Coronary artery bypass grafting (CABG) is used to treat people who have severe coronary heart disease (CHD) that could lead to a heart attack. CABG also might be used during or after a heart attack to treat blocked arteries.
Your doctor may recommend CABG if other treatments, such as lifestyle changes or medicines, haven't worked. He or she also may recommend CABG if you have severe blockages in your large coronary (heart) arteries, especially if your heart's pumping action has already grown weak.
CABG also might be a treatment option if you have blockages in your coronary arteries that can't be treated with angioplasty.
Your doctor will decide whether you're a candidate for CABG based on factors such as:
To find out whether you're a candidate for CABG, your doctor will give you a physical exam. He or she will check your heart, lungs, and pulse.
Your doctor also may ask you about any symptoms you have, such as chest pain or shortness of breath. He or she will want to know how often and for how long your symptoms occur, as well as how severe they are.
Your doctor will recommend tests to find out which arteries are clogged, how much they're clogged, and whether you have any heart damage.
An EKG is a simple test that detects and records your heart's electrical activity. The test shows how fast the heart is beating and its rhythm (steady or irregular). An EKG also records the strength and timing of electrical signals as they pass through each part of the heart.
An EKG can show signs of heart damage due to CHD and signs of a previous or current heart attack.
Echocardiography (echo) uses sound waves to create a moving picture of your heart. The test shows the size and shape of your heart and how well your heart chambers and valves are working.
Echo also can show areas of poor blood flow to the heart, areas of heart muscle that aren't contracting normally, and previous injury to the heart muscle caused by poor blood flow.
There are several types of echo, including stress echo. This test is done both before and after a stress test. A stress echo usually is done to find out whether you have decreased blood flow to your heart, a sign of CHD.
Some heart problems are easier to diagnose when your heart is working hard and beating fast.
During stress testing, you exercise to make your heart work hard and beat fast while heart tests are done. If you can't exercise, you may be given medicine to raise your heart rate.
The heart tests done during stress testing may include nuclear heart scanning, echo, and positron emission tomography (PET) scanning of the heart.
Coronary angiography (an-jee-OG-rah-fee) is a test that uses dye and special x rays to show the insides of your coronary arteries.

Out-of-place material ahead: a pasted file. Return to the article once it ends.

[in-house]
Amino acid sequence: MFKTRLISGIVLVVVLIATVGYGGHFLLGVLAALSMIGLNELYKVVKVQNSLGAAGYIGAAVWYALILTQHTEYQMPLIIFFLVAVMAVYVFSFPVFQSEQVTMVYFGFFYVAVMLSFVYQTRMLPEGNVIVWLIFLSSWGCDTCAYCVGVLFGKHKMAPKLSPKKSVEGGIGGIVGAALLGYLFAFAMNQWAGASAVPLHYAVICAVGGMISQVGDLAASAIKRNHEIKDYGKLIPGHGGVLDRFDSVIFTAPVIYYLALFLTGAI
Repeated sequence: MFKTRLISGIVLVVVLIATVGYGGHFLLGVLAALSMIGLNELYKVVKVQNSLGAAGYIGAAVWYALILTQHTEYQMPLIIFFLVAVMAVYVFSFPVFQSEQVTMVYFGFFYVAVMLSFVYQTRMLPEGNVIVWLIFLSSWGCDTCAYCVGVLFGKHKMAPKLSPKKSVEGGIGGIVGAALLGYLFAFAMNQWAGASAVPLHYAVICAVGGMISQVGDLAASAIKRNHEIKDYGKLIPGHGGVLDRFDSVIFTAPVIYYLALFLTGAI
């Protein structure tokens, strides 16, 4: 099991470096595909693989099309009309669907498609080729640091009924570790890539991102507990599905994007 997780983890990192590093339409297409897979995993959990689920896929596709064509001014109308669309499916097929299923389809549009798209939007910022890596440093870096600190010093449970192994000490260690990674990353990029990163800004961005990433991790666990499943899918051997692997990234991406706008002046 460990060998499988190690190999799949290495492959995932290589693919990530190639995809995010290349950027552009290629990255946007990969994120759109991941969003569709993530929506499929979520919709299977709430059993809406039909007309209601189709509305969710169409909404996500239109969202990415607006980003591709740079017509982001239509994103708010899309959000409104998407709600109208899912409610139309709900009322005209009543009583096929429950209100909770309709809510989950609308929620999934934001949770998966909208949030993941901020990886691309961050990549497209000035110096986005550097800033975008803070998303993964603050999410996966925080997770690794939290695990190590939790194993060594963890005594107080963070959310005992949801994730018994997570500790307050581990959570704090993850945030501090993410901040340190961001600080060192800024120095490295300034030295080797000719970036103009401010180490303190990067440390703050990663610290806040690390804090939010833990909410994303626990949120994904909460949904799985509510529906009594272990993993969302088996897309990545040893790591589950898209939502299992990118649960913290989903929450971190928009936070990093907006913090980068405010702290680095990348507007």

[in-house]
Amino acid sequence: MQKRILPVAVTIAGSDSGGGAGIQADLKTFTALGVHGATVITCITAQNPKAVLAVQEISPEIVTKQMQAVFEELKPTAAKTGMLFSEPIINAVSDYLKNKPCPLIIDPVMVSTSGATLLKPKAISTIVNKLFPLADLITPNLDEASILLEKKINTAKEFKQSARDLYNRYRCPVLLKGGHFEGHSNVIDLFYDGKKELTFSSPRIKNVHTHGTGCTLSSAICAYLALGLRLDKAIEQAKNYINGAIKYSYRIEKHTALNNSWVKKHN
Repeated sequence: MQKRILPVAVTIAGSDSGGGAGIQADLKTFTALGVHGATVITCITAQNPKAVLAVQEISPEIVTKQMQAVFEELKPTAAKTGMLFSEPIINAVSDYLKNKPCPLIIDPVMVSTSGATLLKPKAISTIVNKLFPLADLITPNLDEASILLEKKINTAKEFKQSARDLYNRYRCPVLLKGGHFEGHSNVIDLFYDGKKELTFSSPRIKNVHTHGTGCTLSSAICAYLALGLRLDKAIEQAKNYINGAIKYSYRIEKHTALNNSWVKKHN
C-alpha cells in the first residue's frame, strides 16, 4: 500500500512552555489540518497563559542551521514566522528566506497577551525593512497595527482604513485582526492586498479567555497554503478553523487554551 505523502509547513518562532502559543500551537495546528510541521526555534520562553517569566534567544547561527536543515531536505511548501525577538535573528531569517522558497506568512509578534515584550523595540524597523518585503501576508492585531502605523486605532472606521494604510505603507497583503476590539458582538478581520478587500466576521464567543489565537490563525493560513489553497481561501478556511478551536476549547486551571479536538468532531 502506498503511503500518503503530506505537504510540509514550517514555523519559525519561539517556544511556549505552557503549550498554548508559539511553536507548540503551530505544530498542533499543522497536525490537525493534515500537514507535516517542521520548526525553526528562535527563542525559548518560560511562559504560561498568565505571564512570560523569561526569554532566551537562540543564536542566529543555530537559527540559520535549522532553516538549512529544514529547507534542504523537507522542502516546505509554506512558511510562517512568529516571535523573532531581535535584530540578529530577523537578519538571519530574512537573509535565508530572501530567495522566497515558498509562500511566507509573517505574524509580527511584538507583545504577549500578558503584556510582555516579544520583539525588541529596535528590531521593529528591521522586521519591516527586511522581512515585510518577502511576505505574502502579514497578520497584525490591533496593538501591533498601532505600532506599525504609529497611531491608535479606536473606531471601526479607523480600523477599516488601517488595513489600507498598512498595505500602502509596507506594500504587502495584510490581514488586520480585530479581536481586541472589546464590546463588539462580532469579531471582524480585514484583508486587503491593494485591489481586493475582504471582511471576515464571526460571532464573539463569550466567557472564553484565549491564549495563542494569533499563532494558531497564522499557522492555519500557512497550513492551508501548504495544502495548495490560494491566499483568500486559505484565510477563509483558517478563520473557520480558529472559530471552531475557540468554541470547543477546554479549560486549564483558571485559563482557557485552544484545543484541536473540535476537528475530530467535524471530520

To get the dye into your coronary arteries, your doctor will use a procedure called cardiac catheterization (KATH-eh-ter-ih-ZA-shun).
A thin, flexible tube called a catheter is put into a blood vessel in your arm, groin (upper thigh), or neck. The tube is threaded into your coronary arteries, and the dye is released into your bloodstream.
Special x rays are taken while the dye is flowing through the coronary arteries. The dye lets your doctor study blood flow through the heart and blood vessels. This helps your doctor find blockages that can cause a heart attack.
When deciding whether you're a candidate for CABG, your doctor also will consider your:
Your doctor may recommend medicines and other medical procedures before CABG. For example, he or she may prescribe medicines to lower your cholesterol and blood pressure and improve blood flow through your coronary arteries.
Angioplasty also might be tried. During this procedure, a thin, flexible tube with a balloon at its tip is threaded through a blood vessel to the narrow or blocked coronary artery.
Once in place, the balloon is inflated, pushing the plaque against the artery wall. This creates a wider path for blood to flow to the heart.
Sometimes a stent is placed in the artery during angioplasty. A stent is a small mesh tube that supports the inner artery wall.
Clinical trials are research studies that explore whether a medical strategy, treatment, or device is safe and effective for humans. To find clinical trials that are currently underway for Coronary Artery Bypass Grafting, visit www.clinicaltrials.gov.
March 12, 2014
Researchers find reason why many vein grafts fail
National Institutes of Health researchers have identified a biological pathway that contributes to the high rate of vein graft failure following bypass surgery. Using mouse models of bypass surgery, they showed that excess signaling via the Transforming Growth Factor Beta (TGF-Beta) family causes the inner walls of the vein become too thick, slowing down or sometimes even blocking the blood flow that the graft was intended to restore.
When a heart attack happens, any delays in treatment can be deadly.
Knowing the warning symptoms of a heart attack and how to take action can save your life or someone else’s.
The NHLBI has created a new series of informative, easy-to-read heart attack materials to help the public better understand the facts about heart attacks and how to act fast to save a life.
Click the links to download or order the NHLBI's new heart attack materials:
“Don’t Take a Chance With a Heart Attack: Know the Facts and Act Fast” (also available in Spanish)
The NHLBI updates Health Topics articles on a biennial cycle based on a thorough review of research findings and new literature. The articles also are updated as needed if important new research is published. The date on each Health Topics article reflects when the content was originally posted or last revised.